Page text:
Fig.4 Thomas Bock, Woreddy (aka Woureddy or Woorrady) (1831), graphite and watercolour, 24.4 x 20.6 cm, Oc2006, Drg.55 ©The Trustees of the British Museum.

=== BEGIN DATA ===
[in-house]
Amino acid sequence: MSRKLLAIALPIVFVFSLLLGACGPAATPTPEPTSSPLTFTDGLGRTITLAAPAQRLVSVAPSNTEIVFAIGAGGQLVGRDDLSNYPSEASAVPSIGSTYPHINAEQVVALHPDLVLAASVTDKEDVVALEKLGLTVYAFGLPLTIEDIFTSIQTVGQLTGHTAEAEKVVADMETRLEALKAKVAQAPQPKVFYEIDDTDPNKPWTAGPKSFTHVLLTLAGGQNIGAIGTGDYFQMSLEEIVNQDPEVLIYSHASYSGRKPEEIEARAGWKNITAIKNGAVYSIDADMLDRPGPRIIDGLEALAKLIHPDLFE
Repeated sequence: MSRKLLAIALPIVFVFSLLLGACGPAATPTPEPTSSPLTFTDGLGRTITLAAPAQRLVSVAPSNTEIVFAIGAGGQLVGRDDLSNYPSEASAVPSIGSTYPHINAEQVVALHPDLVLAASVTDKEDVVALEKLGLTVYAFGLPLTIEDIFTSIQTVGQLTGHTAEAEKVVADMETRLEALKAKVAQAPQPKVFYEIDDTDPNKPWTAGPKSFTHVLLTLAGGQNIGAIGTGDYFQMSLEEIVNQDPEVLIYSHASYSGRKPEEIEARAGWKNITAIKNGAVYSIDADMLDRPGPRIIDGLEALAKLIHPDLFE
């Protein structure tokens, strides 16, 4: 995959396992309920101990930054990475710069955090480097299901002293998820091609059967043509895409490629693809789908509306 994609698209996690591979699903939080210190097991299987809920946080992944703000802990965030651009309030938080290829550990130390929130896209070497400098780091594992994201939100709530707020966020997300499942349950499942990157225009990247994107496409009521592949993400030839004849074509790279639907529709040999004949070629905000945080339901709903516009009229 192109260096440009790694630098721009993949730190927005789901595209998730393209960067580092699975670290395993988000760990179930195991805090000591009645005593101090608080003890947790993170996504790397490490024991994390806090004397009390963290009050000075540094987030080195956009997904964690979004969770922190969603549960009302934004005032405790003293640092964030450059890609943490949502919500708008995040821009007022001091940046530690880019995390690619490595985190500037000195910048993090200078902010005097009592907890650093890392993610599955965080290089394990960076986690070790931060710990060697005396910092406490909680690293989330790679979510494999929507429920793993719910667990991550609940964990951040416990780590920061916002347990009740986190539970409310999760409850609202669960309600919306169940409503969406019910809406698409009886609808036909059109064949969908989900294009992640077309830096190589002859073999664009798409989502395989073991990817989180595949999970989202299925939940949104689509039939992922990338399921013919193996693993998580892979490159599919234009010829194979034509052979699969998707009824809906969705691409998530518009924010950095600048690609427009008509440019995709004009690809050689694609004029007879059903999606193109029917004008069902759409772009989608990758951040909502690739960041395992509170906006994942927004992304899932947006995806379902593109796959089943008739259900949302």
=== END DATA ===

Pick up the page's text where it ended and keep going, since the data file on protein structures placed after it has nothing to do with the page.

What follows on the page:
In Thomas Bock we see portraits from Australia in the aesthetics of the Birmingham engraver returned to be on exhibition in Birmingham for the first time. To return just short of 200 years after the artist’s deportation is a poetic spatial and temporal disjuncture. Bock himself is repatriated to the Birmingham that he would have seen so often in his mind’s eye. His trial and the circumstances in which he was removed from his family in Birmingham is a trauma that drawing could only slightly calm, if at all. And yet that quiet sketchy redemption that an art practice seems to offer the incarcerated persists not only as the cliché of the prison, but perhaps because it is some way of memorializing and of offering tribute in a life that is stripped of most relations, ‘in place of hate’. The perverse founding principle of Grendon Prison (established 1962, fig.5) is that the inmates agree to improve themselves, making a commitment to intensive group therapy and democratic decision-making, whilst holding each other to account, and this process has become strongly linked to art as therapy. The crimes committed by Grendon inmates are among the worst imaginable, and in an early conversation with Clark he spoke about the chilling gravity of shaking hands with violent murderers [6]. It is these backgrounds that the artworks made in Clark’s sessions often begin to explore. This is the therapeutic element in which drawings draw out the dark subjectivities of the interred, of the ‘criminals’ [7]. These are largely far more heinous crimes than those committed by the convicts who were sent to Australia in the eighteenth and nineteenth centuries to build the colony on the premise that they had broken the social contract of the motherland. Of course, the motherland is not always as mothering as one might hope or need. The expulsion of her children into the harsh unknown of Australia is just one of the many vicious methods of mothering that England has shown over the years.